new evidence of oceans on mars

fireblade

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LAST week, a new study of the surface of Mars by US scientists revealed strong evidence there may once have been a vast ocean covering more than a third of the Red Planet.

There would have been rivers, clouds, rainstorms and glaciers: Mars would have looked like the earth's smaller, wetter twin.

It is now widely accepted that there was once flowing water on Mars, and at least some of that water is still there - locked up as ice at the polar caps and in the shaded rims of deep craters.

But why did the Red Planet lose its oceans? Could liquid water still be there today? And what do these discoveries mean in the search for life on Mars?

1. A SHORT HISTORY OF MARS

MARS, along with earth and all the other planets in the solar system, formed around 4.5billion years ago out of a cloud of dust orbiting around our new-born sun.

Four billion years ago, Mars would have had a thick atmosphere which kept the surface warm enough for water to flow.

The atmosphere would have been fed with gases from giant volcanoes like Olympus Mons - the biggest mountain in the solar system at over three times the height of Everest.

Because Mars is only half the diameter of earth, it would have been born with less internal heat than our planet and would have lost that heat much more quickly to space.

This meant that its molten iron core cooled and solidified.

Our planet, earth, still has a molten core which produces its magnetic field. This isn't just useful for compasses, it protects us from the violence of the solar wind, a stream of ultra-high energy pieces of the sun that blasts our planet every day.

Without our protective magnetic field, our atmosphere would soon be blown off into space, and this is what we think happened to Mars.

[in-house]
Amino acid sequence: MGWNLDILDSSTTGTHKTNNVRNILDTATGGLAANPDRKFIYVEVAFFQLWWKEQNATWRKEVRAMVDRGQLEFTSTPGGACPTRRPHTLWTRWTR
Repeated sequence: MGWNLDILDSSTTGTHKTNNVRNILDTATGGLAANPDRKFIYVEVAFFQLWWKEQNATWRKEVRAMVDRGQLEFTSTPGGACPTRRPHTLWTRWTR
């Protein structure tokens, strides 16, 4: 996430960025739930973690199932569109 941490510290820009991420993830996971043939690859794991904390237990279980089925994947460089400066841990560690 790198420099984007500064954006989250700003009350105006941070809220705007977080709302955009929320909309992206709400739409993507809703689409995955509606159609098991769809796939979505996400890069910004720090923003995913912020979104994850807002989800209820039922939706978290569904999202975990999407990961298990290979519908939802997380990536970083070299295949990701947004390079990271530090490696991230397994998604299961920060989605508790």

Without an atmosphere, Mars quickly lost its oceans as they boiled away into space, and the remaining water froze solid as temperatures fell. The giant volcanoes lost their power source and Mars died with them.


2. THE MYSTERY OF THE NEW DISCOVERIES


THIS standard story of a long-dead Mars is being challenged by new discoveries from the army of spacecraft currently in orbit around Mars and roaming over its surface.

Researchers from London's Imperial College recently found evidence for flowing water as little as three billion years ago.

And NASA's incredibly successful Mars rovers, Spirit and Opportunity, recently discovered on the surface of Mars the mineral gypsum - which back on earth can only be formed in areas of standing water. Along with the new find of a possible Martian ocean, this all adds up to a tantalising picture of a Mars that was warmer and wetter in its much more recent past.

3. WHAT DOES THIS MEAN FOR LIFE?

HERE, on earth, there is one general rule - wherever there is water, there is life.

In the darkest depths of the oceans, in the deepest caves and mines and even buried within glacial ice, we find microbes eking out an existence.